Taiwan’s President: Mainland China Needs Democracy
Image Credit: Office of the Taiwanese President

Taiwan’s President: Mainland China Needs Democracy


Taiwan’s President Ma Ying-jeou came out strongly in favor of Hong Kong protesters on Friday, and urged the Chinese Communist Party (CCP) to move mainland China towards a “constitutional democracy.”

In a speech marking Taiwan’s National Day celebrations, President Ma said that Taiwan had “strong support” for the democratic aspirations of the protesters in Hong Kong. He also called on China to allow free and fair elections in Hong Kong immediately, and cited former Chinese leader Deng Xiaoping in calling on the CCP to begin a democratic transition throughout the mainland.

“Thirty years ago, when Deng Xiaoping was pushing for reform and opening up in the mainland, he famously proposed letting some people get rich first,” President Ma pointed out. “So why couldn’t they [current CCP leaders] do the same thing in Hong Kong, and let some people go democratic first?”

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Besides permitting Hong Kong to go democratic immediately, Ma argued that it was inevitable that the rest of mainland China will soon want greater democracy and the rule of law.

“Now that the 1.3 billion people on the mainland have become moderately wealthy, they will of course wish to enjoy greater democracy and rule of law. Such a desire has never been a monopoly of the west, but is the right of all humankind.”

He then said that the best time for the CCP to begin this transition to democracy is now. “Today, we again urge those on the other side of the Taiwan Strait to take note that now is the most appropriate time for mainland China to move toward constitutional democracy.”

Taiwan was previously ruled by as a one-Party state, but the KMT oversaw a peaceful transition to a constitutional democratic system during the 1980s and 1990s. Taiwan held its first ever direct presidential election in 1996. During the speech on Friday, Ma said Taiwan’s democratic system would “serve as a guidepost for ethnic Chinese societies.”

Ma’s speech is certain to infuriate Beijing, especially given that Ma at times appeared to directly refute CCP talking points. Most obviously, Ma’s argument that democracy is not a “monopoly of the west, but is the right of all humankind” was a direct challenge to the CCP’s claim that democracy is a Western construct unsuitable for China. Notably, the CCP has significantly stepped up its attacks on democracy and Western values under President Xi Jinping.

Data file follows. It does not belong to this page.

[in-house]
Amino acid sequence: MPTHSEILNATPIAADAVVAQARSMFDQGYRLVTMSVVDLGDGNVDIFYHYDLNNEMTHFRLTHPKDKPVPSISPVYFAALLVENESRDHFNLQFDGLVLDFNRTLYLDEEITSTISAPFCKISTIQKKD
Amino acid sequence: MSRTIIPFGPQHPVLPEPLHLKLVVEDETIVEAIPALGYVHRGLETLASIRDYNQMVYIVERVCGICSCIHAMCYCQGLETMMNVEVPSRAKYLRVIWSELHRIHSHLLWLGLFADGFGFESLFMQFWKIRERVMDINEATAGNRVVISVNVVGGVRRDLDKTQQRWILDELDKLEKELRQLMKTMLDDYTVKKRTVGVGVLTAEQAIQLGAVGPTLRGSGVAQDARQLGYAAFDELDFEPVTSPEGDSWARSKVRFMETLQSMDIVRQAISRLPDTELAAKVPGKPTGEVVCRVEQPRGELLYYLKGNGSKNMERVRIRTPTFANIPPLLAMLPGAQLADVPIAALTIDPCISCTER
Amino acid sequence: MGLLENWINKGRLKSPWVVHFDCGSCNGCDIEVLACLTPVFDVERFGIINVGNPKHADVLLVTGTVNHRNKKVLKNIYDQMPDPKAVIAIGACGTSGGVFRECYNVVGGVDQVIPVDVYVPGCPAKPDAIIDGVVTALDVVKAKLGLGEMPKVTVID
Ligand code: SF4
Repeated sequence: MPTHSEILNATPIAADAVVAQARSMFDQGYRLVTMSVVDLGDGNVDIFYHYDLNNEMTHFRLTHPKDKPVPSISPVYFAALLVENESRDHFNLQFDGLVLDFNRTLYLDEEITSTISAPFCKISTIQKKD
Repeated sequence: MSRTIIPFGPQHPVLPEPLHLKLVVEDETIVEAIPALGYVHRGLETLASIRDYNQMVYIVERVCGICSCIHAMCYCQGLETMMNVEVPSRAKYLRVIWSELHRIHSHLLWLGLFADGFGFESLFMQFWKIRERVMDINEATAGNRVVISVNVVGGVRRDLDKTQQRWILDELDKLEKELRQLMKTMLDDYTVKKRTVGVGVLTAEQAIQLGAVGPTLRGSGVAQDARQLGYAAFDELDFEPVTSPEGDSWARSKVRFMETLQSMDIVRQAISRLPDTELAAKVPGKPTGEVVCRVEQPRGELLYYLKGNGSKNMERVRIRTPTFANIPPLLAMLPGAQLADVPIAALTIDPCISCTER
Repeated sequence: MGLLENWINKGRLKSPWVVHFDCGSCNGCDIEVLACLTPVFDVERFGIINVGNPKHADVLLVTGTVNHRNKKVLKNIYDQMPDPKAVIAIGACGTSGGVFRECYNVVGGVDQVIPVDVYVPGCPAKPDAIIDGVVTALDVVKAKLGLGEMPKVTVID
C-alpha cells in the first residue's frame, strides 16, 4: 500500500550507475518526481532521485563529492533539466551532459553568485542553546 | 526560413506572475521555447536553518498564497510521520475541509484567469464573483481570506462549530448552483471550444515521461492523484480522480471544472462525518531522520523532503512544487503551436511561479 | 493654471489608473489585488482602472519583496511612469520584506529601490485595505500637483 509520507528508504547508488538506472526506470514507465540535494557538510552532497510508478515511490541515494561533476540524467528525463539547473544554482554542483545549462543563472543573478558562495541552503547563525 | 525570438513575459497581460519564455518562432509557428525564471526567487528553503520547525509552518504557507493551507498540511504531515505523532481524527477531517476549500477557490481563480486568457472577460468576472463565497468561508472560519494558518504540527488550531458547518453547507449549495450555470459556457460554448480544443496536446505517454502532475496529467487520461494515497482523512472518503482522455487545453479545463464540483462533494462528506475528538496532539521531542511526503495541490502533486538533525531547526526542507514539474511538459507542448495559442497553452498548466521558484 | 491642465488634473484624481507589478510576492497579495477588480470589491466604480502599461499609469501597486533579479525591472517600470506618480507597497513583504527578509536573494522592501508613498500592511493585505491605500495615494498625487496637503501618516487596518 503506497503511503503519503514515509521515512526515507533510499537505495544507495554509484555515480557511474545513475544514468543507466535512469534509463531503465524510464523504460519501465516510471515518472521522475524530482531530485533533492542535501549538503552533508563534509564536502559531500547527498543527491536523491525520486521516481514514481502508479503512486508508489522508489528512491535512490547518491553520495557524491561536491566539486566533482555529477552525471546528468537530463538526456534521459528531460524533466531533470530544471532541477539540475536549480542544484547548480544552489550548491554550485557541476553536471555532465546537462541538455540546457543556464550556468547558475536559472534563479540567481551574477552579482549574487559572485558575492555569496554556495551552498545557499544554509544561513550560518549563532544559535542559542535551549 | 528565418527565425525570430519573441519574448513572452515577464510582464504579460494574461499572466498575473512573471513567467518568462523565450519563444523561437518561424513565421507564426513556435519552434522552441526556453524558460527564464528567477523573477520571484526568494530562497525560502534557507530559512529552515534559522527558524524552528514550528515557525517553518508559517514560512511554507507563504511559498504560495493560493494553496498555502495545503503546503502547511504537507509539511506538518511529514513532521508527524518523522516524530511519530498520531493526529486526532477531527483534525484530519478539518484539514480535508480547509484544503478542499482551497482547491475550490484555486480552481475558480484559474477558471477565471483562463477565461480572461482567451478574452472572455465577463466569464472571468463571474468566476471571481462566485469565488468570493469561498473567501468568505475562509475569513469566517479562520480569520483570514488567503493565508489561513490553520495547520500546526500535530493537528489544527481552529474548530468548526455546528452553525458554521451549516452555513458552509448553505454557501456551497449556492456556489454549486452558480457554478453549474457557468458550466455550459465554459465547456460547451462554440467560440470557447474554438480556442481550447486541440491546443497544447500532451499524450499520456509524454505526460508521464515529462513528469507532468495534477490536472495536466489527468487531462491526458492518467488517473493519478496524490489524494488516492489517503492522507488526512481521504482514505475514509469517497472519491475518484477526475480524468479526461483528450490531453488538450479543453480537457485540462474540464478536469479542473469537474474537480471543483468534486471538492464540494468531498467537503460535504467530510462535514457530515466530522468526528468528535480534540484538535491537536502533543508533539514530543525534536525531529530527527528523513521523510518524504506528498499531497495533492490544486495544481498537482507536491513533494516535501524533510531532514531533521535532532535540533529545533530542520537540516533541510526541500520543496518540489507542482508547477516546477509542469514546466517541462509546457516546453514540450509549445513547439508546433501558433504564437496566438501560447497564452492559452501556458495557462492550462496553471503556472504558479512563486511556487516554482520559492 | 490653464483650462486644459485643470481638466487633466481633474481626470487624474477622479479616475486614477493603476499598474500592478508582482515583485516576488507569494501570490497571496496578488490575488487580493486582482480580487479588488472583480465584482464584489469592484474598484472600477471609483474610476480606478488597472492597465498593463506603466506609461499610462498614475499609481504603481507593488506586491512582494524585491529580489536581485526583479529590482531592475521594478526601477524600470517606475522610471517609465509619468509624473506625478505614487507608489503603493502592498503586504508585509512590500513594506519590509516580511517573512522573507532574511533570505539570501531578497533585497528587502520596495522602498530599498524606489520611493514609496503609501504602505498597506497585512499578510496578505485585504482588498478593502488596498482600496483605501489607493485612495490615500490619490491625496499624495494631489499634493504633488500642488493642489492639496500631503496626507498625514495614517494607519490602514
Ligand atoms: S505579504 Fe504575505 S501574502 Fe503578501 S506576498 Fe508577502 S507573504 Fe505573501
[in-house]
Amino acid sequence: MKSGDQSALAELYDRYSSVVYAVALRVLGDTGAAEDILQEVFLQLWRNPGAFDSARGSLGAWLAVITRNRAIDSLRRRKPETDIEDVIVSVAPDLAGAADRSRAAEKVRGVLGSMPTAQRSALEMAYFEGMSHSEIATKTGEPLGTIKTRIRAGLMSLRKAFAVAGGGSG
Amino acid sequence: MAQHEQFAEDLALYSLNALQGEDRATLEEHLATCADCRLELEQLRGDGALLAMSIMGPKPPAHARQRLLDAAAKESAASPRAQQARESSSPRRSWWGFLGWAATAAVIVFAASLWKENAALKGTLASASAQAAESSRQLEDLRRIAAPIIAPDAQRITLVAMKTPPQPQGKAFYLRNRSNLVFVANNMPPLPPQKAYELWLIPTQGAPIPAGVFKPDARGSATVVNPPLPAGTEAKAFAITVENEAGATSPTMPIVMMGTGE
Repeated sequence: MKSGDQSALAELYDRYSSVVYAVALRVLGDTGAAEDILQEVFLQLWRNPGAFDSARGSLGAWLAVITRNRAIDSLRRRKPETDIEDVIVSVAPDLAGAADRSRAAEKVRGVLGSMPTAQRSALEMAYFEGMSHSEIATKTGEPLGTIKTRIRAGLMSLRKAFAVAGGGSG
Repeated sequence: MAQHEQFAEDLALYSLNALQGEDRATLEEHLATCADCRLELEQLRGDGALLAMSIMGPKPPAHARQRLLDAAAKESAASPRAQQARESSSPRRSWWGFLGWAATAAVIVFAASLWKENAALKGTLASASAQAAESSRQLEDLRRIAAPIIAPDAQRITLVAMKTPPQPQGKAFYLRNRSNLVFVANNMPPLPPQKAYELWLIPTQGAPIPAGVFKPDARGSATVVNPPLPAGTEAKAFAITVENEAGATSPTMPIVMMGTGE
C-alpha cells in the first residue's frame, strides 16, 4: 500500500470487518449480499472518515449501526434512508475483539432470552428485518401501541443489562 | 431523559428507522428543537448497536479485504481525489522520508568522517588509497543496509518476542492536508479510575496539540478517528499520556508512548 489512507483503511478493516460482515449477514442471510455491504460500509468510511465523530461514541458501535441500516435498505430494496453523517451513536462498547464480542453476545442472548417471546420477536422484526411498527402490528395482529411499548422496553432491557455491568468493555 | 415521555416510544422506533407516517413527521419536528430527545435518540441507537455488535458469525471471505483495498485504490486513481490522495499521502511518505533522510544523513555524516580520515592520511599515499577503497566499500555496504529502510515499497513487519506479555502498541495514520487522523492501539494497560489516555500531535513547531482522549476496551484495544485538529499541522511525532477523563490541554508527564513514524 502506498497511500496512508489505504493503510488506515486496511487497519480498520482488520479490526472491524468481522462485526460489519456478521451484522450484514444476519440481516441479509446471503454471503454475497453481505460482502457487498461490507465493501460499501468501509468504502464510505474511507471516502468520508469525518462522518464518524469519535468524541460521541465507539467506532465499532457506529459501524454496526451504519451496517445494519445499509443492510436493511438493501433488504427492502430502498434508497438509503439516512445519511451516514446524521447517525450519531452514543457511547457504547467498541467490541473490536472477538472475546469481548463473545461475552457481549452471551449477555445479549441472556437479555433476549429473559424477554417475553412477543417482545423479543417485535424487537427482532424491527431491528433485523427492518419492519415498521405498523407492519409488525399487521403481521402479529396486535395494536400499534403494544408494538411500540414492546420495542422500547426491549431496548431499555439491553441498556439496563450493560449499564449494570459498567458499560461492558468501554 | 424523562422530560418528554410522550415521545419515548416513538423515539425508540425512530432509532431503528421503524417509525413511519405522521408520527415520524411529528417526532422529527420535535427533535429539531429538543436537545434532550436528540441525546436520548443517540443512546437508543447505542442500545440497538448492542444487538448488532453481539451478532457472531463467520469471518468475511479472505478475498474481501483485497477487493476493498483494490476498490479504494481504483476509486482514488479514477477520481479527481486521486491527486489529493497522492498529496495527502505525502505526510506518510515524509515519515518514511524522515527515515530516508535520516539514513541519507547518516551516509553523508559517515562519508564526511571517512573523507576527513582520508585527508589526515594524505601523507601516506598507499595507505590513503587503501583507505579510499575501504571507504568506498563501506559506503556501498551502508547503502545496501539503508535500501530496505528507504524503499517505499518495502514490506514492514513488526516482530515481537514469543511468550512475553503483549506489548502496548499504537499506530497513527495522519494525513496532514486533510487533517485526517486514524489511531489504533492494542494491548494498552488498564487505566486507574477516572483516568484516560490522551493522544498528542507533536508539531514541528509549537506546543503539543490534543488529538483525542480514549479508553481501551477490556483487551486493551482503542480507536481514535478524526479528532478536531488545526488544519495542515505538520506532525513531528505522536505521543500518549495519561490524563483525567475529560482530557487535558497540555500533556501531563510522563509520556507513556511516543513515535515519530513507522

It was also notable that Ma compared allowing democracy in Hong Kong to Deng’s reform and opening up policy. Invoking Deng to make the case for democracy is highly problematic, of course, given Deng’s ardent support for one-Party rule and his decision to violently suppress pro-democracy protests in Tiananmen Square in 1989. Still, it was an interesting metaphor for Ma to use because Xi has frequently invoked Deng to legitimize his own efforts to rebalance China’s economy. In this sense, Ma’s Deng metaphor could also be interpreted as a direct challenge to Xi and the CCP.

Ma’s speech is all the more surprising given that he is known as a pro-mainland politician in Taiwan, and is regularly criticized for risking Taiwan’s future by moving too close to China.

It’s worth noting that despite Ma’s strong support for the Occupy Central protests, he also used the National Day speech to criticize some similar Taiwanese social movements in recent years, including the student-led Sunflower Movement.

“In the last year or two, protesters have resorted to some extremely zealous and illegal actions that ignored the lawful interests of people with different opinions,” Ma said. “Such undemocratic behavior has generated needless conflict, and allowed a minority to prevent legislative deliberations on many pending bills.”

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